IDEAS home Printed from https://ideas.repec.org/
MyIDEAS: Login to save this article or follow this journal

Five Questions: An Integrated Research Agenda for Public Choice

  • Munger, Michael C

All societies, political or academic, must choose among alternatives; these choices can be good, or bad. The worst choice may be looking for "answers" before there is consensus, or at least a debate, on what the real questions should be. Five "real" questions are offered here, in an integrated research agenda for Public Choice. My premise is that there is a single, fundamental human problem: Construct or preserve institutions that make self-interested individual action not inconsistent with group welfare. All social science research is either a distraction, or a step toward understanding at least one of five questions. (1) What are preferences? (2) What are feasible alternatives? (3) How much does the form of implementation affect the way alternatives are valued? (4) How do alternatives chosen today affect the menu of alternatives available in the future? (5) What is good? How would we know if some outcomes are better than others? Copyright 2000 by Kluwer Academic Publishers

If you experience problems downloading a file, check if you have the proper application to view it first. In case of further problems read the IDEAS help page. Note that these files are not on the IDEAS site. Please be patient as the files may be large.

File URL: http://journals.kluweronline.com/issn/0048-5829/contents
File Function: link to full text
Download Restriction: Access to full text is restricted to subscribers.

As the access to this document is restricted, you may want to look for a different version under "Related research" (further below) or search for a different version of it.

Article provided by Springer in its journal Public Choice.

Volume (Year): 103 (2000)
Issue (Month): 1-2 (April)
Pages: 1-12

as
in new window

Handle: RePEc:kap:pubcho:v:103:y:2000:i:1-2:p:1-12
Contact details of provider: Web page: http://www.springerlink.com/link.asp?id=100332

References listed on IDEAS
Please report citation or reference errors to , or , if you are the registered author of the cited work, log in to your RePEc Author Service profile, click on "citations" and make appropriate adjustments.:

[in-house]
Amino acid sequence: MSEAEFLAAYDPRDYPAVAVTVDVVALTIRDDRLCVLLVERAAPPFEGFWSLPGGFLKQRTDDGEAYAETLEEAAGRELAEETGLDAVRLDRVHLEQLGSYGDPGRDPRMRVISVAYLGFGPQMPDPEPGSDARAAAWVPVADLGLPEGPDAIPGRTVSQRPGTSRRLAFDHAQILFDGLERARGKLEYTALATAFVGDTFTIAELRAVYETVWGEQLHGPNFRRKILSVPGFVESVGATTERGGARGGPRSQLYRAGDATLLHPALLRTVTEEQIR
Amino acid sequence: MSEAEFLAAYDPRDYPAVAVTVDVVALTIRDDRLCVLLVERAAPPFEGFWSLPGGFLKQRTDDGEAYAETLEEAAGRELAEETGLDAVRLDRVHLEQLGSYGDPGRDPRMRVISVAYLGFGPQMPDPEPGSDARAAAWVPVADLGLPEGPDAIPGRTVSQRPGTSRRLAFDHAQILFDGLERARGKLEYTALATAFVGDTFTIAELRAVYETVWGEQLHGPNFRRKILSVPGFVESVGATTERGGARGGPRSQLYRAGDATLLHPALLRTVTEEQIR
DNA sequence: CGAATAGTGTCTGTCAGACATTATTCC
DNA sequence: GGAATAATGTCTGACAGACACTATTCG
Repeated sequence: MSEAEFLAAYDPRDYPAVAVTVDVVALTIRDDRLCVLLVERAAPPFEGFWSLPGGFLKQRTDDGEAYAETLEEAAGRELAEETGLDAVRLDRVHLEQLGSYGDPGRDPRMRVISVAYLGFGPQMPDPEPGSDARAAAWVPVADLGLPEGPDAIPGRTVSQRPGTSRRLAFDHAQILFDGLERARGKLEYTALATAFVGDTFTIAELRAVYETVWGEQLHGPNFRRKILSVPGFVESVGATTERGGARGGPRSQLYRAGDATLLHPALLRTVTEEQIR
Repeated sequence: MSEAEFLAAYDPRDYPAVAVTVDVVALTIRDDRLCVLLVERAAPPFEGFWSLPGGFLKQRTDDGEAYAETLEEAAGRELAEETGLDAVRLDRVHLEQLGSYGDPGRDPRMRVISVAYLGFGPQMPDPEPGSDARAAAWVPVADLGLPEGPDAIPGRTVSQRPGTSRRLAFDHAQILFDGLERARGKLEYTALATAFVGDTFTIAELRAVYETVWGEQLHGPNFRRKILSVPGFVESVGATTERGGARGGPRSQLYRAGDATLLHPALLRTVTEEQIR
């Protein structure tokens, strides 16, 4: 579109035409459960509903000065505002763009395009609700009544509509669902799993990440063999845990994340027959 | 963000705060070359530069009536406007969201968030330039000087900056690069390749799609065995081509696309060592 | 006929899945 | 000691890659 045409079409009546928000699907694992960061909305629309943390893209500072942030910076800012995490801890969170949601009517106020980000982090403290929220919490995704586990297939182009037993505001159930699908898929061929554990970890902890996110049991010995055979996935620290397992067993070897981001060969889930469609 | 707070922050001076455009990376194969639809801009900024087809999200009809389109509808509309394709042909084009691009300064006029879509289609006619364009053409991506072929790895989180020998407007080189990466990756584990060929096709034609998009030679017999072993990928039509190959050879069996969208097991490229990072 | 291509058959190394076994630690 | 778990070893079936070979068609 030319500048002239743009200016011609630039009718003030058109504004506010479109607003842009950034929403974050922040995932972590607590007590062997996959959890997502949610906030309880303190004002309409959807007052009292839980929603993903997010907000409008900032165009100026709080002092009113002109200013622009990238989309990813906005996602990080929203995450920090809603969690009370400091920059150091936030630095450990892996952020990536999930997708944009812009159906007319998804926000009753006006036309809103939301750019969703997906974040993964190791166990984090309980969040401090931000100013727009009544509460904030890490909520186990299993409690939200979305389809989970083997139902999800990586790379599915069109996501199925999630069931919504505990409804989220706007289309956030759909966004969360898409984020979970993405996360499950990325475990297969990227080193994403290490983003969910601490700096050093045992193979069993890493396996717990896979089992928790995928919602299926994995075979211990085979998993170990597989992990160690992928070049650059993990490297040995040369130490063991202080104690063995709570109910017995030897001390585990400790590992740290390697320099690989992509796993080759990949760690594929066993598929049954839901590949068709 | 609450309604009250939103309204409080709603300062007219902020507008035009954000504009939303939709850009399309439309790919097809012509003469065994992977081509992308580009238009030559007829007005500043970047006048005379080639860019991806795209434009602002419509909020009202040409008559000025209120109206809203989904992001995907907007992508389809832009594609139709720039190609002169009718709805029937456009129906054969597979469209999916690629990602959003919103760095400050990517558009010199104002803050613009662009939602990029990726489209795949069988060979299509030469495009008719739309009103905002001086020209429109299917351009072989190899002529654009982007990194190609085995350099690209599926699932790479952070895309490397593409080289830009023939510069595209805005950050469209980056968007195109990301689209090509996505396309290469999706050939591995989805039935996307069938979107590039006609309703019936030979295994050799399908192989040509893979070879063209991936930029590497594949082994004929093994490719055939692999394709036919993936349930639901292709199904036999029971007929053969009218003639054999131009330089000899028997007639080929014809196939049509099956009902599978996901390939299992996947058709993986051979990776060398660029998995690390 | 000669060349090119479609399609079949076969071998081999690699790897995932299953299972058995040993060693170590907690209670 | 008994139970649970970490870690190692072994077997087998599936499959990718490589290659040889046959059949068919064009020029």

as in new window
  1. Buchanan, James M, 1975. "A Contractarian Paradigm for Applying Economic Theory," American Economic Review, American Economic Association, vol. 65(2), pages 225-30, May.
  2. Arthur T. Denzau & Douglass C. North, 1993. "Shared Mental Models: Ideologies and Institutions," Economic History 9309003, EconWPA.
  3. repec:cup:cbooks:9780521070904 is not listed on IDEAS
Full references (including those not matched with items on IDEAS)

This item is not listed on Wikipedia, on a reading list or among the top items on IDEAS.

When requesting a correction, please mention this item's handle: RePEc:kap:pubcho:v:103:y:2000:i:1-2:p:1-12. See general information about how to correct material in RePEc.

For technical questions regarding this item, or to correct its authors, title, abstract, bibliographic or download information, contact: (Guenther Eichhorn)

or (Christopher F. Baum)

If you have authored this item and are not yet registered with RePEc, we encourage you to do it here. This allows to link your profile to this item. It also allows you to accept potential citations to this item that we are uncertain about.

If references are entirely missing, you can add them using this form.

If the full references list an item that is present in RePEc, but the system did not link to it, you can help with this form.

If you know of missing items citing this one, you can help us creating those links by adding the relevant references in the same way as above, for each refering item. If you are a registered author of this item, you may also want to check the "citations" tab in your profile, as there may be some citations waiting for confirmation.

Please note that corrections may take a couple of weeks to filter through the various RePEc services.

This information is provided to you by IDEAS at the Research Division of the Federal Reserve Bank of St. Louis using RePEc data.